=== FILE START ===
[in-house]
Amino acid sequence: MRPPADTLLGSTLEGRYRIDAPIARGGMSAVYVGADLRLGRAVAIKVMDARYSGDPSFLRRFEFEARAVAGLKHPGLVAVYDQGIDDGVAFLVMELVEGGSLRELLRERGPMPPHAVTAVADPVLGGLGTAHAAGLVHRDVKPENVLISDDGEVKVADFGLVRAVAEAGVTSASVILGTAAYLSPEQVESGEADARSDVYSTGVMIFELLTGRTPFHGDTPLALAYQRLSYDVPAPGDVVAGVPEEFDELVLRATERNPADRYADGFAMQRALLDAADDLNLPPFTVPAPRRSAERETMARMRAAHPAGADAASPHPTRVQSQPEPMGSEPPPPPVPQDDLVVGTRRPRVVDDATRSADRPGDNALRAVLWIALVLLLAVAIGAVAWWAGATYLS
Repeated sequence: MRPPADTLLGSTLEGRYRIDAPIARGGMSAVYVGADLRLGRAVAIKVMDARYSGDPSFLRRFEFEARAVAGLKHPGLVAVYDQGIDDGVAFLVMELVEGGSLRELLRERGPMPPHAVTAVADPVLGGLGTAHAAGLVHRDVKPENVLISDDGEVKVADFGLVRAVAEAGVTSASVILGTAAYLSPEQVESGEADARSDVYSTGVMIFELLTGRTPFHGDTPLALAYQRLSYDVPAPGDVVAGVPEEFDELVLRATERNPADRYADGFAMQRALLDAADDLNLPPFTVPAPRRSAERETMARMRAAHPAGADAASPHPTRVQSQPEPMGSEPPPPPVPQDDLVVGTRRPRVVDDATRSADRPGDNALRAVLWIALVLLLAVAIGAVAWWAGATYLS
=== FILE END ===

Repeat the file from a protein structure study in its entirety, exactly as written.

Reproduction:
[in-house]
Amino acid sequence: MRPPADTLLGSTLEGRYRIDAPIARGGMSAVYVGADLRLGRAVAIKVMDARYSGDPSFLRRFEFEARAVAGLKHPGLVAVYDQGIDDGVAFLVMELVEGGSLRELLRERGPMPPHAVTAVADPVLGGLGTAHAAGLVHRDVKPENVLISDDGEVKVADFGLVRAVAEAGVTSASVILGTAAYLSPEQVESGEADARSDVYSTGVMIFELLTGRTPFHGDTPLALAYQRLSYDVPAPGDVVAGVPEEFDELVLRATERNPADRYADGFAMQRALLDAADDLNLPPFTVPAPRRSAERETMARMRAAHPAGADAASPHPTRVQSQPEPMGSEPPPPPVPQDDLVVGTRRPRVVDDATRSADRPGDNALRAVLWIALVLLLAVAIGAVAWWAGATYLS
Repeated sequence: MRPPADTLLGSTLEGRYRIDAPIARGGMSAVYVGADLRLGRAVAIKVMDARYSGDPSFLRRFEFEARAVAGLKHPGLVAVYDQGIDDGVAFLVMELVEGGSLRELLRERGPMPPHAVTAVADPVLGGLGTAHAAGLVHRDVKPENVLISDDGEVKVADFGLVRAVAEAGVTSASVILGTAAYLSPEQVESGEADARSDVYSTGVMIFELLTGRTPFHGDTPLALAYQRLSYDVPAPGDVVAGVPEEFDELVLRATERNPADRYADGFAMQRALLDAADDLNLPPFTVPAPRRSAERETMARMRAAHPAGADAASPHPTRVQSQPEPMGSEPPPPPVPQDDLVVGTRRPRVVDDATRSADRPGDNALRAVLWIALVLLLAVAIGAVAWWAGATYLS